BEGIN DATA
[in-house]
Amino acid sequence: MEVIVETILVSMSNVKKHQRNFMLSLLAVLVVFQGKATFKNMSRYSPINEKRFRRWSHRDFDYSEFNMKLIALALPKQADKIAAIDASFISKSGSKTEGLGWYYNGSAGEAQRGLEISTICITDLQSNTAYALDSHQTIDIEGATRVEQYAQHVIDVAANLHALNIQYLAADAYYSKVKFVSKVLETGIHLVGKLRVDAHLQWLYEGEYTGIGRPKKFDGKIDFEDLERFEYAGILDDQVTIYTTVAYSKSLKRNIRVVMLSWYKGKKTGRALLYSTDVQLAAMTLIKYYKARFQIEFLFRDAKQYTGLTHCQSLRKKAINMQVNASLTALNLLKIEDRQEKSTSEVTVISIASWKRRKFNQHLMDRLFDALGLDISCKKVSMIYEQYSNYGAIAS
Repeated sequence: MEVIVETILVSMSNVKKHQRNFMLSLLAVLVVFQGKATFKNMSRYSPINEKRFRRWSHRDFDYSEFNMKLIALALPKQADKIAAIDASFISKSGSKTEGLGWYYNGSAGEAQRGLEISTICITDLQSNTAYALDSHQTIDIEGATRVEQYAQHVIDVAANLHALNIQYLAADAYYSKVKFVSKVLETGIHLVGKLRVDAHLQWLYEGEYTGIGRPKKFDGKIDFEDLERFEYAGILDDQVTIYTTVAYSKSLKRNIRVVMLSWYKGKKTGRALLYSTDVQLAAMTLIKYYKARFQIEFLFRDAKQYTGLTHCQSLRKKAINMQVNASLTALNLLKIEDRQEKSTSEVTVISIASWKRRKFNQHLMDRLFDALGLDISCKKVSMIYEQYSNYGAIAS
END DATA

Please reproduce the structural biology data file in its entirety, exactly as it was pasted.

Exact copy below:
[in-house]
Amino acid sequence: MEVIVETILVSMSNVKKHQRNFMLSLLAVLVVFQGKATFKNMSRYSPINEKRFRRWSHRDFDYSEFNMKLIALALPKQADKIAAIDASFISKSGSKTEGLGWYYNGSAGEAQRGLEISTICITDLQSNTAYALDSHQTIDIEGATRVEQYAQHVIDVAANLHALNIQYLAADAYYSKVKFVSKVLETGIHLVGKLRVDAHLQWLYEGEYTGIGRPKKFDGKIDFEDLERFEYAGILDDQVTIYTTVAYSKSLKRNIRVVMLSWYKGKKTGRALLYSTDVQLAAMTLIKYYKARFQIEFLFRDAKQYTGLTHCQSLRKKAINMQVNASLTALNLLKIEDRQEKSTSEVTVISIASWKRRKFNQHLMDRLFDALGLDISCKKVSMIYEQYSNYGAIAS
Repeated sequence: MEVIVETILVSMSNVKKHQRNFMLSLLAVLVVFQGKATFKNMSRYSPINEKRFRRWSHRDFDYSEFNMKLIALALPKQADKIAAIDASFISKSGSKTEGLGWYYNGSAGEAQRGLEISTICITDLQSNTAYALDSHQTIDIEGATRVEQYAQHVIDVAANLHALNIQYLAADAYYSKVKFVSKVLETGIHLVGKLRVDAHLQWLYEGEYTGIGRPKKFDGKIDFEDLERFEYAGILDDQVTIYTTVAYSKSLKRNIRVVMLSWYKGKKTGRALLYSTDVQLAAMTLIKYYKARFQIEFLFRDAKQYTGLTHCQSLRKKAINMQVNASLTALNLLKIEDRQEKSTSEVTVISIASWKRRKFNQHLMDRLFDALGLDISCKKVSMIYEQYSNYGAIAS